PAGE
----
Estimating Business Value
At XP Days London I attended an Open Space session on “Estimating Business Value”. Ironically, it was hard to hear the other people in the working group because of the noise generated by the working group next to us discussing “Agile isn’t solving our customers problems because they’re not here“. Yup, we were discussing business value with not a customer in sight or any idea on how we could involve them in the discussion.
The topic of the session was
How do we estimate the Business Value of User Stories?
We didn’t get much result from the discussion. There’s no writeup on the open space wiki. I don’ t know if the organiser of the session got anything out of the session. I didn’t.
First of all, the session never defined what “Business Value” is. That’s the topic of a later blog post.
Secondly, I don’t think you can get a good answer to that question because it’s the wrong question.
Why is this the wrong question?
Because it presupposes that we first write User Stories and then estimate their value.
If we don’t know the value of the stories, we risk writing a lot of low (or zero) value stories. And many teams do. We write lots of User Stories in the hope of discovering the high value ones. We end up with a lot of stories that then have to be prioritised, valued, estimated and managed. Portia taught me a colourful description of this result: a Vomit of User Stories.
What are the consequences of a Vomit of User Stories?
We spend a lot of time on them:
- user story telling meetings
- user story cost estimation meetings
- user story value estimation meetings (that’s the meeting where we force our product owner to put a value number on the user story)
- user story planning meetings
Just to decide what gets done in the next iteration.
If we estimate and track tasks, not stories, we need to add
- task breakdown meetings
- task estimation meetings instead of story estimation meetings
Add to that
- an iteration retrospective
- a mid-iteration review
- a show and tell meeting
- daily standup meetings
Meanwhile, there’s “backlog grooming” going on. It’s a wonder anything gets done in an iteration!
Indeed, I’ve heard many managers and developers of companies that have started with Agile complain about the many meetings. They feel that they’re not getting much done.
So, what’s the correct question then?
How do we find the User Stories that deliver the Business Values?
That presupposes a different process: one where we first define what Business Values we intend to achieve and then generate those User Stories that contribute to the Business Values.
That should be a no-brainer, right?
- We first decide what values (or benefits) we want to achieve before lauching a project or product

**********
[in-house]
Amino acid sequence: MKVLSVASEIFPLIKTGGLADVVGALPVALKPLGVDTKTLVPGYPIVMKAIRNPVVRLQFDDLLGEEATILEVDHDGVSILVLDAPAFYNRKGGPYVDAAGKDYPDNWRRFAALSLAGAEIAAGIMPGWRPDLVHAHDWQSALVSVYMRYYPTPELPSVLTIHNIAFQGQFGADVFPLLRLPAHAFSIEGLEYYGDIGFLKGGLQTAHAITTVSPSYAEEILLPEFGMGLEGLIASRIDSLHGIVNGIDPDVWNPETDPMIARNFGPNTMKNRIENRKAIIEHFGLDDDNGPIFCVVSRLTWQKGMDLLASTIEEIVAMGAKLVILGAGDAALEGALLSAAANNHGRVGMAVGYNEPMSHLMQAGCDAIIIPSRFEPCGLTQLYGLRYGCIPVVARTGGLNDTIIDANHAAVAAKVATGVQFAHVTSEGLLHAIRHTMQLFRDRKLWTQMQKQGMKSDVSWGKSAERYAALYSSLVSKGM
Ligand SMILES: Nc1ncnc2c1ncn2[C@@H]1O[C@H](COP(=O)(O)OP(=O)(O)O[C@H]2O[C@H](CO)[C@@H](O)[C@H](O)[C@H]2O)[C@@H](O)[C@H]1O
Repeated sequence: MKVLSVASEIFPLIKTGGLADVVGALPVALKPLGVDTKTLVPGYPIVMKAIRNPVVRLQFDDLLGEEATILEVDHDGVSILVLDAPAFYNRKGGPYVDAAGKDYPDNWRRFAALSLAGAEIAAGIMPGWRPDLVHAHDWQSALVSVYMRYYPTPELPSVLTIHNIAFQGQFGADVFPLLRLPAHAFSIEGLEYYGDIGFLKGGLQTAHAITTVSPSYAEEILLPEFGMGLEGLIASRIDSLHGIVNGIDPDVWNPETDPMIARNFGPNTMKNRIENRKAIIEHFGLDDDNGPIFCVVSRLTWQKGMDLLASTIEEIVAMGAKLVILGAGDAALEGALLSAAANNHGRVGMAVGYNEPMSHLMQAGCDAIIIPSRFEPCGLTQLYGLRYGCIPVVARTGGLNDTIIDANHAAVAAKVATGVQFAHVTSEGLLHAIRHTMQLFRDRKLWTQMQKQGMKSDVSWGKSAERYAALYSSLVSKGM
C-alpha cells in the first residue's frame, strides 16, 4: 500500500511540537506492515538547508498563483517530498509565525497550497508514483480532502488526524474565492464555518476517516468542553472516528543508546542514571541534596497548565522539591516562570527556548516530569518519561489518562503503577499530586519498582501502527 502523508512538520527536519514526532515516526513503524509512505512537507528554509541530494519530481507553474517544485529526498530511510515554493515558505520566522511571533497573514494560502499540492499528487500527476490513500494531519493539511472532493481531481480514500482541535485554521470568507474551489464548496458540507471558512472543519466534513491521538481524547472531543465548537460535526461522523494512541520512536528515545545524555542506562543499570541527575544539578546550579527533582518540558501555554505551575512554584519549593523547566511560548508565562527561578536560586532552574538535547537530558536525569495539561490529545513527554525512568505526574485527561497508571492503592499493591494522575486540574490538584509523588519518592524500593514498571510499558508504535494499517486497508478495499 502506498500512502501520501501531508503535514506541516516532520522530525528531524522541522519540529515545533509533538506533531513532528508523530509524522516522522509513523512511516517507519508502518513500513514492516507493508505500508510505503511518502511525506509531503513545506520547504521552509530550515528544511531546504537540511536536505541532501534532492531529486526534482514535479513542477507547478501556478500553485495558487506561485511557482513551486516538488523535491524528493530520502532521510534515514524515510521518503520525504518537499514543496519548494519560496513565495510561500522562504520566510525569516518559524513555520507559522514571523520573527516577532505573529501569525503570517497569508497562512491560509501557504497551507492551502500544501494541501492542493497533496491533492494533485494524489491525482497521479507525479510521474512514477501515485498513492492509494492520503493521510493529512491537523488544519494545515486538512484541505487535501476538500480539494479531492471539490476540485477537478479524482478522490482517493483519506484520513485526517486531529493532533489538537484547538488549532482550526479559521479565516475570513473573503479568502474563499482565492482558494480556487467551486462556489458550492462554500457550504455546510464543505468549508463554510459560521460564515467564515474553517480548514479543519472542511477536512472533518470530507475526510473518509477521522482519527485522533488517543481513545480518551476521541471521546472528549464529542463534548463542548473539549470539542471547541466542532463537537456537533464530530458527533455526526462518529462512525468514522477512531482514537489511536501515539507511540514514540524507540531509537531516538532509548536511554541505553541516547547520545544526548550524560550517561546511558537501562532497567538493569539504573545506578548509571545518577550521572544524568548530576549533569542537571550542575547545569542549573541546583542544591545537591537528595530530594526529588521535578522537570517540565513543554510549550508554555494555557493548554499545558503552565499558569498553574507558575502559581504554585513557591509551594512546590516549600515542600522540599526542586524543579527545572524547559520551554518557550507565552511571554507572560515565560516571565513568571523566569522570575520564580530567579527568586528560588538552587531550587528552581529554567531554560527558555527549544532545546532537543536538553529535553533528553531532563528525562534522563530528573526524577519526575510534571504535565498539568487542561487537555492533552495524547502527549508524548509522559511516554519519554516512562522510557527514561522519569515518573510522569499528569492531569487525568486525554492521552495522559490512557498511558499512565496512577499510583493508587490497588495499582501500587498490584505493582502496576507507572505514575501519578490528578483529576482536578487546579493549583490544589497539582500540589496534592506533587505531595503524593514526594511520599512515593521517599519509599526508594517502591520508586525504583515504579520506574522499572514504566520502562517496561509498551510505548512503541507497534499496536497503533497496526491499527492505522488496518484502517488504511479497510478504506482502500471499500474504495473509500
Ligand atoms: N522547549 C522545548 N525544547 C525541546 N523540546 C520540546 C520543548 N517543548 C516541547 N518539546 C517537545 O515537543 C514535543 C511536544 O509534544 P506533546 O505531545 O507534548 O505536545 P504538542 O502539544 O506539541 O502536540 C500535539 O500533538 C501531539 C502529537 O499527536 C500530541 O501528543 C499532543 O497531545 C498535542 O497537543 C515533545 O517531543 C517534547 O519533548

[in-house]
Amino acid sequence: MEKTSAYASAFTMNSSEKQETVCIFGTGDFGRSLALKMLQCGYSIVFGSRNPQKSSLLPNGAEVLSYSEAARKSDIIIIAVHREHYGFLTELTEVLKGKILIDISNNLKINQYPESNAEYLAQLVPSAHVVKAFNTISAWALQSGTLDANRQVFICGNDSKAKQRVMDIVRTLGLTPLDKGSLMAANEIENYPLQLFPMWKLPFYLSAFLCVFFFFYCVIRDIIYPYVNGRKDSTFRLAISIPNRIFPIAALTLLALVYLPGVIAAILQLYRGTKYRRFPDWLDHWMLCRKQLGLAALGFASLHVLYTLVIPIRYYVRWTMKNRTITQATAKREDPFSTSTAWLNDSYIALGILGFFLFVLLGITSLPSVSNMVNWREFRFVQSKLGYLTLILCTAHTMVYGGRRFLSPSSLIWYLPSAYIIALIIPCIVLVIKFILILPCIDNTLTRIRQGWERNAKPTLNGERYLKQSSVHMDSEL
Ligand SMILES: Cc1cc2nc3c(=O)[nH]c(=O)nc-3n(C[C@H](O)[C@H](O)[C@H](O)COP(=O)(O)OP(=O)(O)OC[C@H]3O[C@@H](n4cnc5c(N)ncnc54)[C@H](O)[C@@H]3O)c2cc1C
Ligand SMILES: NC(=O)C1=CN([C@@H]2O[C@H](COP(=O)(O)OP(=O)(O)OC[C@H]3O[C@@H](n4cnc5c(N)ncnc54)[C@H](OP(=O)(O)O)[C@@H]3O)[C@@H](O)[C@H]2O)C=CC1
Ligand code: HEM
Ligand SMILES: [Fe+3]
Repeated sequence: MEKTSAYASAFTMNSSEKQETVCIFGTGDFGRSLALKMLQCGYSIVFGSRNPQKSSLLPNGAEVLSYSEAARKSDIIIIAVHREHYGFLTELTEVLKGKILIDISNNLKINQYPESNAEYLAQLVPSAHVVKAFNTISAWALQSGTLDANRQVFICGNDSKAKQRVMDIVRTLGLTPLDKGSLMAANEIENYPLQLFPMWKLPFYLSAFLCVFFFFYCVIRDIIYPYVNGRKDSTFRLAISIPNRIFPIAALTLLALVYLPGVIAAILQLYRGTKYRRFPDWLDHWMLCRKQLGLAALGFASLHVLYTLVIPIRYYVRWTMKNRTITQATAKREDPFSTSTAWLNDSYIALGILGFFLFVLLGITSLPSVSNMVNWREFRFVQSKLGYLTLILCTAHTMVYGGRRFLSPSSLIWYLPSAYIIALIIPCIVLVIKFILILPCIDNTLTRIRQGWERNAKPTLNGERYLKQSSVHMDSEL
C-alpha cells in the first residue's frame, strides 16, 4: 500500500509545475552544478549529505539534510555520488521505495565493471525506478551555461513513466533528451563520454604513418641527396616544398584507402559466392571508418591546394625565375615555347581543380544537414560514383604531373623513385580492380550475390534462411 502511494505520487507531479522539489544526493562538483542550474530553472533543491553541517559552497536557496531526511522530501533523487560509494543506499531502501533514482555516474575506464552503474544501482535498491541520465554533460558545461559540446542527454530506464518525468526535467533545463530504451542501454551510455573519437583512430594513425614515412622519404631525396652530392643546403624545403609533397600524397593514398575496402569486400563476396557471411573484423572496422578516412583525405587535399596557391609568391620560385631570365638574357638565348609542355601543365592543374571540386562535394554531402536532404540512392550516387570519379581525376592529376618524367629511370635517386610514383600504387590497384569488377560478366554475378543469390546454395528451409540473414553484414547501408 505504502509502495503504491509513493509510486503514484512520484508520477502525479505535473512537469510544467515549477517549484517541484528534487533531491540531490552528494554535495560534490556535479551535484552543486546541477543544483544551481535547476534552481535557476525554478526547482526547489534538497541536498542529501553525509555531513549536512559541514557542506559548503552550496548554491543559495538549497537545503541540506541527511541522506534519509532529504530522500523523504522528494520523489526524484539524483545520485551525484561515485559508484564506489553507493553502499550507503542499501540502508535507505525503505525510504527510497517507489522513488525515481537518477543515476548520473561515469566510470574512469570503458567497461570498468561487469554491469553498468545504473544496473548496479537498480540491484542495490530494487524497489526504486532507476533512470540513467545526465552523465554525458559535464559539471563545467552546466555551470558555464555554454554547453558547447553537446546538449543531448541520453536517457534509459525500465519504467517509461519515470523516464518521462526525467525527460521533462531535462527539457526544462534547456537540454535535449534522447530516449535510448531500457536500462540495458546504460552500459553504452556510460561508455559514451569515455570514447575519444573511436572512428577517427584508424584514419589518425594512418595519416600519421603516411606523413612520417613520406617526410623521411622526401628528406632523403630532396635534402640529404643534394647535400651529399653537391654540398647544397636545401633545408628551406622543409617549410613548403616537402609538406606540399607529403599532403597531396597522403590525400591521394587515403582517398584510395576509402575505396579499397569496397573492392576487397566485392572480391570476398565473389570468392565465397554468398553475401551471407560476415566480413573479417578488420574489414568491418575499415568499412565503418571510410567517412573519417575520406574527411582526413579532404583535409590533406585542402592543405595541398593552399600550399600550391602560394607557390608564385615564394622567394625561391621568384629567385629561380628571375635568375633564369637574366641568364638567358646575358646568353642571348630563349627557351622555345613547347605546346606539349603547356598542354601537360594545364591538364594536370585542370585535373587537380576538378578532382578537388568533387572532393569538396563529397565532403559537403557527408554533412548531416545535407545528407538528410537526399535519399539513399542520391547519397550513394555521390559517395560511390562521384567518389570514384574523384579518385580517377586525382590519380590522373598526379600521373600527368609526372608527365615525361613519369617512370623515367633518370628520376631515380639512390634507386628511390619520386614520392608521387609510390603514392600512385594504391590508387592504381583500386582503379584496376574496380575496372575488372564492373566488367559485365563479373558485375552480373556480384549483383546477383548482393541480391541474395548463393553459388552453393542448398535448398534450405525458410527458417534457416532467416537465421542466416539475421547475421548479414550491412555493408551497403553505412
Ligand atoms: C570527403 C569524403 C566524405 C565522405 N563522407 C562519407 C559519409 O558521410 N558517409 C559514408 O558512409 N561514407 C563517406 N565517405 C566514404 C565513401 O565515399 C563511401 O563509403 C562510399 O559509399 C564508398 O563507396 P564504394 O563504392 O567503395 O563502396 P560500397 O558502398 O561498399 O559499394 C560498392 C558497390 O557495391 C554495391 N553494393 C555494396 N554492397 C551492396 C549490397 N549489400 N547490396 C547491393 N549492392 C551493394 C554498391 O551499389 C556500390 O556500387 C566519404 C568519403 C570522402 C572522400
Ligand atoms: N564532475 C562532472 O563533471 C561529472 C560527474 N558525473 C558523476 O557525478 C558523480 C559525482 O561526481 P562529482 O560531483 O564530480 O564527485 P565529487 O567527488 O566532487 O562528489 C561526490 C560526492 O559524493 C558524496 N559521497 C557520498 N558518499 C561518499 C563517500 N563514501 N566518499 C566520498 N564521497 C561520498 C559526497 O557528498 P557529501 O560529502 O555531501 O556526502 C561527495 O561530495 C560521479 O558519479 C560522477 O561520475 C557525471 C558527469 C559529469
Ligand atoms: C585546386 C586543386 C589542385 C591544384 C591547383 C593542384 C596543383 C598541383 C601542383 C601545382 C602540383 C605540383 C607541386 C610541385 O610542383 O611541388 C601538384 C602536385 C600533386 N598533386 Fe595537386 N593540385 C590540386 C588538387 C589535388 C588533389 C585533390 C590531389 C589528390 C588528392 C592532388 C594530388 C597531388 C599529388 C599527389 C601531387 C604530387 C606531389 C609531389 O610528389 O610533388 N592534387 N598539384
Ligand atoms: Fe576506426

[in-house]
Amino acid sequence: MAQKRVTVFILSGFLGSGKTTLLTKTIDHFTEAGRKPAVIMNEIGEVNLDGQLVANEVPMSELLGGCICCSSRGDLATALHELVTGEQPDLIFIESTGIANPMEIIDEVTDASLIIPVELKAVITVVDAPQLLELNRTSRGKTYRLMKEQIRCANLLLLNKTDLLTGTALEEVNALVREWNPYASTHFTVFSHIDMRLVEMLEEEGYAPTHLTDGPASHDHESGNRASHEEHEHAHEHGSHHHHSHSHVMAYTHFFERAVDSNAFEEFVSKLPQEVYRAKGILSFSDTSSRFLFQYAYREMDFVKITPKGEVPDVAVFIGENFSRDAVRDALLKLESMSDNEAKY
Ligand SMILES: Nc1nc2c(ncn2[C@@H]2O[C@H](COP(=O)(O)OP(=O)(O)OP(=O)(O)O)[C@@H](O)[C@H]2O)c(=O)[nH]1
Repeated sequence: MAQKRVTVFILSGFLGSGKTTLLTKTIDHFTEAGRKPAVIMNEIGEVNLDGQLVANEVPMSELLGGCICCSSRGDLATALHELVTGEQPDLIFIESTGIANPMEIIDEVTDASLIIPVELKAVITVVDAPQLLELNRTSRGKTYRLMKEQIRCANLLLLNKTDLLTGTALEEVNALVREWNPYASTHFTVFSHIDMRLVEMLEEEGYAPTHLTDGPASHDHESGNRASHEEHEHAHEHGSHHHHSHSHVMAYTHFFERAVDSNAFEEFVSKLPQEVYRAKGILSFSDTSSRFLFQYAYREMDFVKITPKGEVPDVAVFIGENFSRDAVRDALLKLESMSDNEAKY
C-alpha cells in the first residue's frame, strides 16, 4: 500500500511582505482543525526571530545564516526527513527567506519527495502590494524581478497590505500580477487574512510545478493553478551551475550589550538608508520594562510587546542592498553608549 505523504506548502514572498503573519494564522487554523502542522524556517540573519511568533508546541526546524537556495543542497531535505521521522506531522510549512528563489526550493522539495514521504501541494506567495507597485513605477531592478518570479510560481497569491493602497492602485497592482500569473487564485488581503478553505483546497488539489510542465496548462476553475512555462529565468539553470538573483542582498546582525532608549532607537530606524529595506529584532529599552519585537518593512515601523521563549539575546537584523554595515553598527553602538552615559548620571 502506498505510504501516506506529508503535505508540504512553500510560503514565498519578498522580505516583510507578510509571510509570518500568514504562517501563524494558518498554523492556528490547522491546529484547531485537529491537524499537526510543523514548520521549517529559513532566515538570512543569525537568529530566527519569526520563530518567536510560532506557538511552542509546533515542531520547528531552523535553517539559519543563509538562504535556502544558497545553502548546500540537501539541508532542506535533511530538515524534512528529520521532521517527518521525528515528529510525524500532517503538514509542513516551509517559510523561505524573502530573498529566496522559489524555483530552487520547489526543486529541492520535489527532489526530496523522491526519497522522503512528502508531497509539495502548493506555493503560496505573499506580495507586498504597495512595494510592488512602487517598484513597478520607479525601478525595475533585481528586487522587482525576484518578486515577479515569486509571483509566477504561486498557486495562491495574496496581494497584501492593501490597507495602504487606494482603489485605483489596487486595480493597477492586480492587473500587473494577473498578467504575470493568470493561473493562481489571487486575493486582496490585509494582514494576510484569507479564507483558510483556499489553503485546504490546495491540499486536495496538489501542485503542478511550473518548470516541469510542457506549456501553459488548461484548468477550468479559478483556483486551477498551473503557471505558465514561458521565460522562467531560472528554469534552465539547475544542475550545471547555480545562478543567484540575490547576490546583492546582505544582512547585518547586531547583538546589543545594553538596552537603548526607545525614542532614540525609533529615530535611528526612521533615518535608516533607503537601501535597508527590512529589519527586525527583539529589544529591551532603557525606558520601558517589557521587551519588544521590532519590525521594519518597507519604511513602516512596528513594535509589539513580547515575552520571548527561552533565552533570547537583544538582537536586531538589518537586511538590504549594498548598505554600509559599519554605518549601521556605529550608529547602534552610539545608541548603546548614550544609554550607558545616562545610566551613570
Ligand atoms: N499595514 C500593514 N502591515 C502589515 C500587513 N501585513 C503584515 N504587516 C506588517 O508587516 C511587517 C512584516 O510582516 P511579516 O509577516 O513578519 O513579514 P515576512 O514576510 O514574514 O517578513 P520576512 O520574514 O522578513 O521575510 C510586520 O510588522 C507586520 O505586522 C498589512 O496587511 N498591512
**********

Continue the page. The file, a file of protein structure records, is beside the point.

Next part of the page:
- Then we find and improve the business processes that deliver that value
- Then we find and improve the supporting business processes that make the value-delivering processes possible
- When the team needs user stories, we take the highest value processes and break them down into user stories at the right level of granularity for the team’s needs. The team pulls the stories, so we only generate a minimal set of user stories.
The User Stories that implement those business processes clearly contribute to the business values, otherwise we wouldn’t even have considered them.
What’s the value of an iteration?
We keep talking about value and business value, but for our customers there’s no value delivered by iterations. They see real value when the product (and that’s not just software, despite “Working software over comprehensive documentation”!) gets released into the hands of users. Iterations (more correctly: timeboxes) are a useful project management tool, no more.
What’s the business value of a story?
I don’t think it matters much.
Why do you want to know the business value of a user story?
- It’s no longer needed to eliminate zero or low value user stories, because we don’t create or consider them at all.
- Another use could be to prioritise user stories by business value in a release or timebox. If we’ve already prioritised the business values and the processes that deliver them, we need to make sure the processes are implemented completely. So, I’d schedule user stories in such a way as to finish the high value processes as soon as possible and have as few processes in progress as possible. Other considerations, like dependencies, constraints, risks and real options, will weigh much more heavily when scheduling.
Why else would you want to know the business value of a user story?
I see no need to put a Business Value number on User Stories.
In the end, the customer doesn’t care about the allocation of user stories to timeboxes. They care that the selected business values are delivered in the release.
Asking the right question
Before we can find the right User Stories, we first need to ask our customers
What are the business values, the benefits, you need to achieve with this project or product? And how will you know you got them?
So, instead of inviting your customers to XP Days, why don’t you go to them and ask some questions? Asking questions is simple, but not easy.
Do you know what values your work is going to deliver? Do you know how your work delivers those values? If not, why are you doing this project? Why are you being paid?